Updated May 30, 1:40pm.
Most journalists are keen to write the latest exposé on injustice, but in China it can be a minefield when personal ethics clash with the Communist Party line.
Wang Wai at China Business News recently got a phone call from Zhang Zhilong about a potential article on police incompetence. What started out as two fellow reporters doing each other a favor quickly turned into a war of words on Weibo after it transpired that Zhang worked for the Global Times, a regime mouthpiece.
The discussion began with Zhang’s story about his parents being hit by an unlicensed driver, who refused to pay their medical bills. Zhang said he wanted to expose the local police’s poor handling of the case and pressure them into re-examining it.
Interested at first, Wang became suspicious after Zhang was reluctant to tell him which paper he worked for. “A paper in Beijing,” Zhang said. Wang pressed: “Which one?” Zhang simply said, “We’re peers,” but when he eventually admitted it was the Global Times, Wang replied: “I don’t care,” and hung up.
The two men recounted their versions of the conversation on their Weibo microblogs, and other liberal reporters joined in the rush of netizen comments criticizing the “evil” newspaper, although a handful thought Wang was being arrogant, and letting his own political opinions influence his decision.
Shanghaiist opined that either Zhang lacked the courage to ask his editors to let him cover the story, or they had turned him down; the website later retracted the opinion, after someone identifying themselves as a copyeditor for Global Times disputed it.
A Shanghai netizen said to Zhang, “You get what you deserve for your sins committed at this evil newspaper.”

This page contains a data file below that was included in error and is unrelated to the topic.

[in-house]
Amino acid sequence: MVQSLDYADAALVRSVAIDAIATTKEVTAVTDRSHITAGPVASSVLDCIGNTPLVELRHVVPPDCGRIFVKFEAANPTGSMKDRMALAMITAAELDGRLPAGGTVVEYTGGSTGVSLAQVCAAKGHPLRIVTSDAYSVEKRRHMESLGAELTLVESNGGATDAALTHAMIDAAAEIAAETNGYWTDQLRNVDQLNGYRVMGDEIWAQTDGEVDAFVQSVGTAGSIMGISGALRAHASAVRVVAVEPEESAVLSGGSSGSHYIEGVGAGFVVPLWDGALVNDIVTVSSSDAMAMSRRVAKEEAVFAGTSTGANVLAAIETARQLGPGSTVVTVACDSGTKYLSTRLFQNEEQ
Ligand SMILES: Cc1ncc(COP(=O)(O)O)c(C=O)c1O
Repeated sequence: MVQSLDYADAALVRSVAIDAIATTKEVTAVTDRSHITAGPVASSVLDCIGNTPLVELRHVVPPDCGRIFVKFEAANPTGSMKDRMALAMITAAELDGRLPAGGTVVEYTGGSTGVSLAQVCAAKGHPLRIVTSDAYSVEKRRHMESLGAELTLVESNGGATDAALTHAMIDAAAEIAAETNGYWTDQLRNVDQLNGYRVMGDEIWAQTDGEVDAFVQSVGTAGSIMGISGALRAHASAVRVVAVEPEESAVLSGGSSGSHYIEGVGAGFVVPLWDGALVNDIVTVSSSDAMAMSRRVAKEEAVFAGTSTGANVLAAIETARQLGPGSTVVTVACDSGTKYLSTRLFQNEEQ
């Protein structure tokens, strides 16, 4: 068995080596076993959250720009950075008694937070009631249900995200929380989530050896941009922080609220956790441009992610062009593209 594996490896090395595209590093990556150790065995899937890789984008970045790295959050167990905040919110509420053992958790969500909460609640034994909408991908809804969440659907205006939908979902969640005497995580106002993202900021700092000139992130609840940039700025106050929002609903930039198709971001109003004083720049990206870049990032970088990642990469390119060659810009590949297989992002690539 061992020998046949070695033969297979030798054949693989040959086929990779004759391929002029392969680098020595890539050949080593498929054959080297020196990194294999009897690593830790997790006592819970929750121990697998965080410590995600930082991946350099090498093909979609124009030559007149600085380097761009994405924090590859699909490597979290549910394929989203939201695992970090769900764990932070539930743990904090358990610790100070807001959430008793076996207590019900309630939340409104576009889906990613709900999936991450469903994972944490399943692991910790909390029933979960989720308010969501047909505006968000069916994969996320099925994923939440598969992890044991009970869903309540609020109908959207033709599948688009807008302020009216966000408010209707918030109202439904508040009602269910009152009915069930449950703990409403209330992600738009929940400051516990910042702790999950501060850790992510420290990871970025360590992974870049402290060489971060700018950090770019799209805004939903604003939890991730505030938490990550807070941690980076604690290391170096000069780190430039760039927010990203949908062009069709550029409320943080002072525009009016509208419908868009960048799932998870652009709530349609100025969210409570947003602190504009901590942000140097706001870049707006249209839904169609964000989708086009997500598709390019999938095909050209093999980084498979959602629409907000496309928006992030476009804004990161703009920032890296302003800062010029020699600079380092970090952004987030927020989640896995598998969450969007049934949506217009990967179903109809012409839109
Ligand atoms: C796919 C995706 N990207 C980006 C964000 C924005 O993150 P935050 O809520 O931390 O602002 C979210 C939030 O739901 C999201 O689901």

Chinese writer Tian You posted this comment to over 180,000 followers on Weibo: “Global Times editors and reporters–it’s one thing for the public to despise you, but it’s another when people in your own occupation alienate you too. Quit your job–for the sake of your name and your family … I completely understand why those in his own industry won’t help him. Because the Global Times sings unconditional praise for the Communist Party.”
A Zhejiang Province blogger poked fun at the tabloid using its own propagandist tone. “China is experiencing rapid development; traffic accidents are inevitable,” he wrote. “We must believe in the wisdom and vision of the ruling officials. We must believe in the local government’s ability to handle this type of incident. Some people use tricks from western countries hoping media will exaggerate the incident–they don’t want to solve the problem, but only wish for turbulence in China. We the people will not be fooled by such conspiracies.”
Hu Xijin, editor-in-chief at the Global Times, sent out this response on his Weibo: “It’s nothing. The Global Times has such a large circulation. Its website is the largest after the People’s Daily. Confidence helps people maintain their manners.”
With Research by Ariel Tian and Rona Rui.
Update: The story has been updated to reflect the fact that Shanghaiist retracted its assertion that Zhang Zhilong either lacked the courage to ask his editors to write about the story, or was turned down.